Eight: Follow Your Gut
Oooh, this one is super important! I learned this the hard way. Once upon my twenties, I decided to go visit my parents in California. I was pregnant, had two little kids in tow, and a car that should’ve been scrapped long before I got my hands on it. But I was young and dumb and missed my parents. I decided to actively ignore my gut and start the drive anyway. Two hours in, what do you know, my serpentine belt flew off going 70 and I was stranded in the middle of nowhere. When help did eventually come, I was taken to worse than the middle of nowhere. A tiny town called Winnemucca, Nevada. With my two toddlers, extreme morning sickness, and shoes that didn’t cover my feet all the way I waited all night for a bus to take us home. My kids screamed, I cried, and eventually one of them barfed on the Greyhound as we were pulling into Salt Lake, the must-see destination for every Greyhound traveler. All in all I spent a day and a half and a lot of grief waiting to reverse my two hour mistake when I could have avoided it all if I had just followed my gut like my dad had taught me to.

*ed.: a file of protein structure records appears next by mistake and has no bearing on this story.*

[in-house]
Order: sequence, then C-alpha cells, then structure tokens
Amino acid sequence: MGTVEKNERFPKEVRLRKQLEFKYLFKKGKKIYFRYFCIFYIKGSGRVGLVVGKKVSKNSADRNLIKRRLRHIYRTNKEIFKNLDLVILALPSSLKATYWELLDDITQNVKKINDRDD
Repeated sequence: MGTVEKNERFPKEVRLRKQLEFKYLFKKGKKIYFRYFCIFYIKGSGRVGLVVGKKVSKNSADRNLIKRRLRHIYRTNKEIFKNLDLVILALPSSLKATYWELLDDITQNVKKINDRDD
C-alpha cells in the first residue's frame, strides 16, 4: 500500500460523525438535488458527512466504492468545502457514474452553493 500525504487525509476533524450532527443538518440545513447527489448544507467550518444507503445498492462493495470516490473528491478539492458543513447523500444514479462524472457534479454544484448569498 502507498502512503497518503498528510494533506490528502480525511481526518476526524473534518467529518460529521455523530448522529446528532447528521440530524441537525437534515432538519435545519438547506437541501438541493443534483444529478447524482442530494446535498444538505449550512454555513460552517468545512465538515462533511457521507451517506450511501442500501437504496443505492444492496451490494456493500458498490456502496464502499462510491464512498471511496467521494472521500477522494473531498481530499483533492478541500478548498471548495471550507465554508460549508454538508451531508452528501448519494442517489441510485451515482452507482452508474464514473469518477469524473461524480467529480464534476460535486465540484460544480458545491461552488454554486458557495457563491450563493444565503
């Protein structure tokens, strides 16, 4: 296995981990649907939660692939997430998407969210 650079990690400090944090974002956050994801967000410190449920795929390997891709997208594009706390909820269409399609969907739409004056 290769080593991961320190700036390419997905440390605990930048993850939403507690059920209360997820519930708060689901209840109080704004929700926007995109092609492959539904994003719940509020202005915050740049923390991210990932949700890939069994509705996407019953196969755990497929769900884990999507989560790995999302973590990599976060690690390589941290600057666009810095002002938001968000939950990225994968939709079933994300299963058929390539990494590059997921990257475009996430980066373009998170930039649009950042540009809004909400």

Nine: Time Passes...
…Whether you go for it or not. What I mean is, if you want to do something, but it will take a long time, don’t be discouraged. Go for it! Look, the time is going to pass by whether you take the plunge or not. Want a master’s degree? Get one! Sure it’ll take six years but guess what? In six years you can either be a) six years older or b) six years older with a master’s degree. It’s up to you. Time should not be a factor once you have decided you want something. Looking at things this way helps to take the pressure off and assuage any doubts. You will also stop questioning yourself. Thanks, dad!